Arrest or detention as punishment for the peaceful exercise of human rights, including the right to freedom of expression, is arbitrary and violates the African Charter on Human and Peoples’ Rights and the International Covenant on Civil and Political Rights, both of which Burundi has ratified. The UN Working Group on Arbitrary Detention has determined that those detained solely for the peaceful exercise of their human rights must be immediately released.

Democratic People’s Republic of Korea (North Korea)

Almost since its inception in 1948, no sources of information independent of the government have been allowed to exist. Pyongyang prohibits free expression, gatherings and meetings, and access to information. Freedom of thought and opinion is discouraged from cradle to grave, enforced by a vast and systemic monitoring by formal and informal internal security agents. Arbitrary arrest, prison camps, forced labor, torture, and execution are used by authorities to prevent dissent.

Severe punishments are imposed on North Korean citizens caught listening to or watching broadcasts from outside the country. Access to computers and the internet is restricted to highly-placed party officials. Unauthorized communication with people outside the country is forbidden. Amnesty International has reported on the execution of teenagers for viewing a South Korean television broadcast.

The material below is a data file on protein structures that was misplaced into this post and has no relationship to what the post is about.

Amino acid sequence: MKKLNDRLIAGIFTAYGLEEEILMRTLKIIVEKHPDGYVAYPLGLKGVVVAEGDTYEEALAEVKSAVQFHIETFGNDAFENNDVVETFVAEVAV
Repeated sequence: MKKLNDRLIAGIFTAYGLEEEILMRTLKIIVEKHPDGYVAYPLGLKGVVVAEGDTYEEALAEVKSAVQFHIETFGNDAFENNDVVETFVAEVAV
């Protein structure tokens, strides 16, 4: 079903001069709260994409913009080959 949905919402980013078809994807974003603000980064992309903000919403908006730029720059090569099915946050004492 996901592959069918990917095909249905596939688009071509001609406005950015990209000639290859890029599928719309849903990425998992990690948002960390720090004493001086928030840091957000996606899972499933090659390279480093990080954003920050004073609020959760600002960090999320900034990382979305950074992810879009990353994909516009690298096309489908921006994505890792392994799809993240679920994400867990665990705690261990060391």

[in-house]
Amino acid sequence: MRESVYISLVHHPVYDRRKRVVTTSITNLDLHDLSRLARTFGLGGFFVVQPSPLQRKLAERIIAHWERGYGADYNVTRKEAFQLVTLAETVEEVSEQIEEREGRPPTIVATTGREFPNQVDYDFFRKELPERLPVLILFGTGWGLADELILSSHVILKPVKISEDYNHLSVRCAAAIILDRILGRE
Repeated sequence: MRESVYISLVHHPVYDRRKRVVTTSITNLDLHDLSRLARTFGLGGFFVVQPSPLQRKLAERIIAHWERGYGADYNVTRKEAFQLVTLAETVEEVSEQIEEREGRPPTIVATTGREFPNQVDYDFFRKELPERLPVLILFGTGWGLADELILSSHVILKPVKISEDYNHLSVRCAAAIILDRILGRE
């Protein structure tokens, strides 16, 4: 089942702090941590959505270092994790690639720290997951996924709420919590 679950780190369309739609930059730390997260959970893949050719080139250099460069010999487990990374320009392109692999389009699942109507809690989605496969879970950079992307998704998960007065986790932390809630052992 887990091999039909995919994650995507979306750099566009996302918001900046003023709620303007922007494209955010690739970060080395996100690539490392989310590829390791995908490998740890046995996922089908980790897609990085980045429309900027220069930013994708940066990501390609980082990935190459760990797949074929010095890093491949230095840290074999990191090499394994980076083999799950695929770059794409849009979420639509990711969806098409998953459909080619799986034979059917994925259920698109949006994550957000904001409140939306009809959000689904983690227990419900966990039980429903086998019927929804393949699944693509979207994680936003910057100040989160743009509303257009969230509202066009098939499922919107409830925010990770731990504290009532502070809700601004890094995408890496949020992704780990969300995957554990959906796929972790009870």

The government’s response to the COVID-19 pandemic included closure of borders and the installation of CCTV cameras and motion detectors, making it more difficult for information to enter the country. In December 2020, the DPRK enacted the Reactionary Ideology and Culture Rejection Law, prohibiting the viewing of “anti-socialist ideology and culture.” Since January 2023, the Pyongyang Cultural Language Protection Law stipulates punishment for the use of South Korean dialect or slang.

There are indications that, despite these restrictions, more people in some areas are able to receive broadcasts emanating from outside the country. This makes the work of outlets such as NK Radio, Radio Free Asia, and the Voice of America increasingly crucial.